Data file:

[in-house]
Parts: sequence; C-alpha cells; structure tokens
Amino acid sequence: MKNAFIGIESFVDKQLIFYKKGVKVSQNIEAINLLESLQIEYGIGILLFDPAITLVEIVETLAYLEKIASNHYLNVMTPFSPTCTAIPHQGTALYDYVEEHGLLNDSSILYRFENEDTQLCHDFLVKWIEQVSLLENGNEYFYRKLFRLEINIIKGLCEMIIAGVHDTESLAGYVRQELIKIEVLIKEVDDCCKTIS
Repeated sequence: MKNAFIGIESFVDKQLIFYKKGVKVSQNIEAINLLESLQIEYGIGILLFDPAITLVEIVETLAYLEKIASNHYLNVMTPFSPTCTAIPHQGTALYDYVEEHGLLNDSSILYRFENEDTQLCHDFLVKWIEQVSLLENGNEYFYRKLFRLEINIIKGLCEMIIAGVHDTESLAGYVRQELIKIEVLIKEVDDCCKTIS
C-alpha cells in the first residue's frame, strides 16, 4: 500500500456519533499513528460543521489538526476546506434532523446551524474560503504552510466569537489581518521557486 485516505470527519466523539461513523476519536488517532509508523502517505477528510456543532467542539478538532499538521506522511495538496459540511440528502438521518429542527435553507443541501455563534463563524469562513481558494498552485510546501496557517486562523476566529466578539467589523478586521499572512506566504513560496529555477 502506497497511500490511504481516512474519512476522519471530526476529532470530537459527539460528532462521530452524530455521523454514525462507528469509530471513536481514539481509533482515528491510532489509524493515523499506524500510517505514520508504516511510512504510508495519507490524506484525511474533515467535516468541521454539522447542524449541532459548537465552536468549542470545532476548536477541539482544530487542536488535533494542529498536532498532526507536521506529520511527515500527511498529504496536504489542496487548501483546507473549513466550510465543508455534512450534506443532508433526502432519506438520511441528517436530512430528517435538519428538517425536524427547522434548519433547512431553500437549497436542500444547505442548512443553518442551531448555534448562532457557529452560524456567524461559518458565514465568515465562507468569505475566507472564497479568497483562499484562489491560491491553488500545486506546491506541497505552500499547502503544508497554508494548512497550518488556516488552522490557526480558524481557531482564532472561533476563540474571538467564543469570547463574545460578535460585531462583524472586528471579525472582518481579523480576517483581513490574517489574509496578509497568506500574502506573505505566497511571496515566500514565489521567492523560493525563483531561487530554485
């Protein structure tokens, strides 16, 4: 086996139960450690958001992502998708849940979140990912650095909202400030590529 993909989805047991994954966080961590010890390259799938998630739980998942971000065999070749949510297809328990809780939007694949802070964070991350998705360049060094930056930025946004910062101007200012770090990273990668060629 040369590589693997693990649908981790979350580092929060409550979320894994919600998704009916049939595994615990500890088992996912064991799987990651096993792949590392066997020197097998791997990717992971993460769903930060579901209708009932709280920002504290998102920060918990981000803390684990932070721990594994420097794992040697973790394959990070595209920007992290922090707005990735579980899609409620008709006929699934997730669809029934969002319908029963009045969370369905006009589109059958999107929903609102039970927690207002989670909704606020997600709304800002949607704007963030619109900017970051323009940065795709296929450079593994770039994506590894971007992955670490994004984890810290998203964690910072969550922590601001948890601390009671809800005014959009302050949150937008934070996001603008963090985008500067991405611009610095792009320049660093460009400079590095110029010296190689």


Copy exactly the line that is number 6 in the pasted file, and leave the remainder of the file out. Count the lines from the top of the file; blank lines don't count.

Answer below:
């Protein structure tokens, strides 16, 4: 086996139960450690958001992502998708849940979140990912650095909202400030590529 993909989805047991994954966080961590010890390259799938998630739980998942971000065999070749949510297809328990809780939007694949802070964070991350998705360049060094930056930025946004910062101007200012770090990273990668060629 040369590589693997693990649908981790979350580092929060409550979320894994919600998704009916049939595994615990500890088992996912064991799987990651096993792949590392066997020197097998791997990717992971993460769903930060579901209708009932709280920002504290998102920060918990981000803390684990932070721990594994420097794992040697973790394959990070595209920007992290922090707005990735579980899609409620008709006929699934997730669809029934969002319908029963009045969370369905006009589109059958999107929903609102039970927690207002989670909704606020997600709304800002949607704007963030619109900017970051323009940065795709296929450079593994770039994506590894971007992955670490994004984890810290998203964690910072969550922590601001948890601390009671809800005014959009302050949150937008934070996001603008963090985008500067991405611009610095792009320049660093460009400079590095110029010296190689």